So here we are staring down the final four and a half days of the school year, and before we all head off to soak up that summer sun I want to take this chance to say thank you. The work that you have all put in to make us a better school over the past ten months has been staggering, and I want you to know that I recognize and appreciate your commitment, your effort, and your passion. This has been a year of change for us in many ways, and much of the transformative work that has been introduced is starting to take shape, and it’s all because of you. I feel honored and privileged and very, very proud to work alongside you on this journey, and I have become a better person, leader and educator because of what you bring to our students and to our surrounding community each and everyday…thank you!
I wrote a post around this time last year all about the opportunity that we all have over the summer holiday to reflect, and to emerge in August a better version of ourselves. Not only is the summer break a chance to relax and recharge, it’s also a chance to grow and to critically think about ways that we can all improve our practice. I’d like to share again a piece of what I wrote last June as I believe it’s a good message to chew on as you chase your upcoming adventures…
As you’re sitting on the deck of your cottage, or swimming in the lake, or playing a leisurely round of golf, or even engaging in some summer professional development, I’m asking that you think about the ways that you can emerge from your well-deserved holiday a better version of yourself. What are the areas of your life, and your teaching that need a bit of a push…are there ways that you can enhance your lesson planning and delivery…are there ways that you can build stronger relationships with your students, particularly the ones that you find the most difficult to engage…are there ways that you can become a better teacher leader…are there ways that you can push yourself out of your comfort zone and take more risks…are there ways that you can become a better teammate and colleague…and are there ways that you can become more innovative in your approach to instruction? My bet is that the answer is yes to most if not all of these questions, and the challenge that I’m giving to you is to not just think about them, but to act on them, and come back in August armed with concrete ways to make next year the best year of your professional life. There are many educators out there that get so comfortable and complacent in their job that they end up delivering the same year over and over again, and the only thing that changes are the beautiful and eager faces in front of them…don’t be that educator.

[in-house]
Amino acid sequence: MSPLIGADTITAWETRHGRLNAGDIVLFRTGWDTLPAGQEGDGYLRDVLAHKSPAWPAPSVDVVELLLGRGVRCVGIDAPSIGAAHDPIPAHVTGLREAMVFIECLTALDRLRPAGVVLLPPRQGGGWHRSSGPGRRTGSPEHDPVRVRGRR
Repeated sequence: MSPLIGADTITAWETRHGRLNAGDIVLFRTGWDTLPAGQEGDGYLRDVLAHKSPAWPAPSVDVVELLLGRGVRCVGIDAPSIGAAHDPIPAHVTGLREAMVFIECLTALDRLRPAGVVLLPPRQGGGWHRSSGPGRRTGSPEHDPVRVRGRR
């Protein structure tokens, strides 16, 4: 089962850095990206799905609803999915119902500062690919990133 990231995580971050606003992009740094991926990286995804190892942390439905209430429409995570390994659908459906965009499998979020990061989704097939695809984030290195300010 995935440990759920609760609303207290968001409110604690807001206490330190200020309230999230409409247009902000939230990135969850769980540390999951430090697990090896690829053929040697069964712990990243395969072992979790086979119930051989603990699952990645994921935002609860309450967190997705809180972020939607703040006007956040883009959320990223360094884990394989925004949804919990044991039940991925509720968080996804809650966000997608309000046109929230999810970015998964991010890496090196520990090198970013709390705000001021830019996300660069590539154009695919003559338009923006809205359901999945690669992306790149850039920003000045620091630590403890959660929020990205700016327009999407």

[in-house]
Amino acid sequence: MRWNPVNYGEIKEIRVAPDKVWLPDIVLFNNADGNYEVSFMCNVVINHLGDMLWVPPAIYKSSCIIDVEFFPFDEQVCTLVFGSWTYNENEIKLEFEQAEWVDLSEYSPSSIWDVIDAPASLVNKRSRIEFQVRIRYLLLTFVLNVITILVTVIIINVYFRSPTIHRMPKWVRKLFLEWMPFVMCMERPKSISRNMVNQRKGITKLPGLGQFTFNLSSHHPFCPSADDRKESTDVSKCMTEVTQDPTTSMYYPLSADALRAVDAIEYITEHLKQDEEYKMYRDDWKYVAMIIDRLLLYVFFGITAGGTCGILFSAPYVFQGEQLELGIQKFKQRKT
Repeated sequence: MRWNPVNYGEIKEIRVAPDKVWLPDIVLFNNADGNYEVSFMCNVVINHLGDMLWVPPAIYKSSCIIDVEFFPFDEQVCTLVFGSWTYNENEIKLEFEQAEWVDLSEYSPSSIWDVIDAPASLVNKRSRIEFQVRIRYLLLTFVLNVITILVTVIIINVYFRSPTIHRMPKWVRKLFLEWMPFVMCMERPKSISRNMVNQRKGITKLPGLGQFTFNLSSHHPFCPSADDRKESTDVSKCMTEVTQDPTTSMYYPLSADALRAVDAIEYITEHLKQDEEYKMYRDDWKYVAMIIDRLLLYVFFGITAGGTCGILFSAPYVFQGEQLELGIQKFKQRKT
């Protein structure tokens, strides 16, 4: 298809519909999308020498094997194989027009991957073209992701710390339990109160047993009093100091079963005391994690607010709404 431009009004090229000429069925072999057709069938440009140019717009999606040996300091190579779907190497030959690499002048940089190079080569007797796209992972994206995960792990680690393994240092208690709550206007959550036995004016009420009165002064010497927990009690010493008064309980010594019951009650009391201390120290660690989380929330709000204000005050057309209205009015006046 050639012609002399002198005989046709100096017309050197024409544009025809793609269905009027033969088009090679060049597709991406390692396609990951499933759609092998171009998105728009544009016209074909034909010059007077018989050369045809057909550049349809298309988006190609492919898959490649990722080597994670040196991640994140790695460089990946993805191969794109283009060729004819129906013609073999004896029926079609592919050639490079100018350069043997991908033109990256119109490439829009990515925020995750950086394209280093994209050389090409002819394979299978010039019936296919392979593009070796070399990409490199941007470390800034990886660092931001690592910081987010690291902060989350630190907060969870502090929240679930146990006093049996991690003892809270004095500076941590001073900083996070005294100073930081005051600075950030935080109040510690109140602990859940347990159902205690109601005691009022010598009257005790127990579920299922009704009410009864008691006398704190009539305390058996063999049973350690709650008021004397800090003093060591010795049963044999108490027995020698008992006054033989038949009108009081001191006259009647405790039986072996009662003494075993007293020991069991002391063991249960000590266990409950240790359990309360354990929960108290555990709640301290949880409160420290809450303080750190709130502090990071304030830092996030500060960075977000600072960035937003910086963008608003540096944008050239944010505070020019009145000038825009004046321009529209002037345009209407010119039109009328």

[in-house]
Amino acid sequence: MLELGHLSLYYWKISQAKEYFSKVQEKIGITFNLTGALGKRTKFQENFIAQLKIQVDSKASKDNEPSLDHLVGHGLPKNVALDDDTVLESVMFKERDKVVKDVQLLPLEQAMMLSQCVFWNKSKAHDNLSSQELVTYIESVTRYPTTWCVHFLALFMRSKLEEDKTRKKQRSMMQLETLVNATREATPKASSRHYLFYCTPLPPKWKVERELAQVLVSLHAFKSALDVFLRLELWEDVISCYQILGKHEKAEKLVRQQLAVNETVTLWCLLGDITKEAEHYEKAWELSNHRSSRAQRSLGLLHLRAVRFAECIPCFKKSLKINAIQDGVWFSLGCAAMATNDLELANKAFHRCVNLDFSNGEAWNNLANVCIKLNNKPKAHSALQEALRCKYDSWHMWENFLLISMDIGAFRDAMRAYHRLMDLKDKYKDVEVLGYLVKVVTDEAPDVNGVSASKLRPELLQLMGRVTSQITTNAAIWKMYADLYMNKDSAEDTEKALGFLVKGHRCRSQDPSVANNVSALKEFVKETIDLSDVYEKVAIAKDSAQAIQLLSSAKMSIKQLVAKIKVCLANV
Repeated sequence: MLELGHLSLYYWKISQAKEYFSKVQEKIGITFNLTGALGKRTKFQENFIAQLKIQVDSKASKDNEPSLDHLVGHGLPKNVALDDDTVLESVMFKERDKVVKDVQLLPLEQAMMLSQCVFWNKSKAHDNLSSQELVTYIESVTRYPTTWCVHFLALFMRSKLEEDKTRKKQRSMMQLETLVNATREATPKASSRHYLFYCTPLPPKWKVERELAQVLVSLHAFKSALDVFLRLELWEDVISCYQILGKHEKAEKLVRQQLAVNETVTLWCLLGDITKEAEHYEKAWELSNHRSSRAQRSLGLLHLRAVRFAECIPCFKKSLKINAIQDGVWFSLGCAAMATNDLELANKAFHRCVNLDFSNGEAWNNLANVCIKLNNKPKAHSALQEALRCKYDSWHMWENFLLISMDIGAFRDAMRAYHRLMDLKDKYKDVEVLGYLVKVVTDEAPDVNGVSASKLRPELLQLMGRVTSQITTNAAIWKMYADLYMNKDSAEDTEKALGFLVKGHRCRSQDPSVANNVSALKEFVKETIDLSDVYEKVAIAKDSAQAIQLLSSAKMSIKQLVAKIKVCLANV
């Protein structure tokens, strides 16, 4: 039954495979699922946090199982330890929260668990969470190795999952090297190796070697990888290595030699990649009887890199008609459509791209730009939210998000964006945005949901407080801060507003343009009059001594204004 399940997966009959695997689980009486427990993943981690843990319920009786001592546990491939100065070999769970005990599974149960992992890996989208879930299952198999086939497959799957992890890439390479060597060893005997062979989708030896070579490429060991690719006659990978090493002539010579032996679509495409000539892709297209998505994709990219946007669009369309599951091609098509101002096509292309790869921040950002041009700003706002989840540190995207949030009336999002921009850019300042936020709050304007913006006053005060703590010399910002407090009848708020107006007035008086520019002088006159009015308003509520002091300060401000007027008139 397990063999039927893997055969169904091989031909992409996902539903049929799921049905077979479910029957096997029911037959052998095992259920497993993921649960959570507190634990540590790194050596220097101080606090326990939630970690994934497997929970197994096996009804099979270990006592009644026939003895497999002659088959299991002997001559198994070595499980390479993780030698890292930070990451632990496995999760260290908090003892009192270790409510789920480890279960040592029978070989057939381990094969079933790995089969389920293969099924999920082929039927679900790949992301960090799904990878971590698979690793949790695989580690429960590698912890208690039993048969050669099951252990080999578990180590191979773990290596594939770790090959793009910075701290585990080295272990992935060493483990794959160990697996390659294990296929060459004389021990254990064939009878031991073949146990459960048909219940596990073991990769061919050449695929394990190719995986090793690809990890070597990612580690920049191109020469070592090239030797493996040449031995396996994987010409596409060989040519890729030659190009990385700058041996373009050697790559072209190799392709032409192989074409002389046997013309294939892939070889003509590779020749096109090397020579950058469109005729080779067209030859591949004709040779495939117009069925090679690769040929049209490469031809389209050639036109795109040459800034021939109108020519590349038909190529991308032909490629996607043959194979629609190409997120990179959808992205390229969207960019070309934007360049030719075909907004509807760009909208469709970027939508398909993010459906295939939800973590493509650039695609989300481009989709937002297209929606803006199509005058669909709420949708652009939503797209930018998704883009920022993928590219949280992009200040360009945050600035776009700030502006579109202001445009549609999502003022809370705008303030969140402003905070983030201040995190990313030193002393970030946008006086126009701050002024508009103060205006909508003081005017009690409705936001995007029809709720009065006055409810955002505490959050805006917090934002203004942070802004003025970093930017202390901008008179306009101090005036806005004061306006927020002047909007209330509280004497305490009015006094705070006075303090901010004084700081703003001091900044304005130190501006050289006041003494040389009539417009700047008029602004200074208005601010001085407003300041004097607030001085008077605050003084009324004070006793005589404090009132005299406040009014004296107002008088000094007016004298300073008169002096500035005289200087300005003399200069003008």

We have a busy week ahead of us as we speed toward the end, and I’m asking you all to finish strong, and to make this a week that our beautiful kids will remember. The last week of the year can be a very emotional time for students as you know…and for us too. Saying goodbye to leaving friends and families is hard, and couple that with the excitement around the upcoming holiday and emotions can start to overflow. Please keep a close eye on how our kids are doing this week, and be there for them…let’s be there for each other as well. The incredible work that you’ve put in this year to build strong and lasting relationships will pay off this week, so be present and make Friday’s send off a positive experience full of love, smiles, and heartfelt gratitude. Enjoy this beautiful summer poem by Carl Sandburg, and enjoy that beautiful summer sun that’s beginning to rise…all my positive thoughts and energy to those of you moving on, and for those of you returning, I’m excited to do it all again next year. Have an amazing holiday everyone…you all deserve it!
Summer Stars – Carl Sandburg
Bend low again, night of summer stars.
So near you are, sky of summer stars,
So near, a long-arm man can pick off stars,
Pick off what he wants in the sky bowl,
So near you are, summer stars, So near, strumming, strumming,
So lazy and hum-strumming.
Quote of the Week…
I wonder what it would be like to Iive in a world where it was always June.
– L.M. Montgomery
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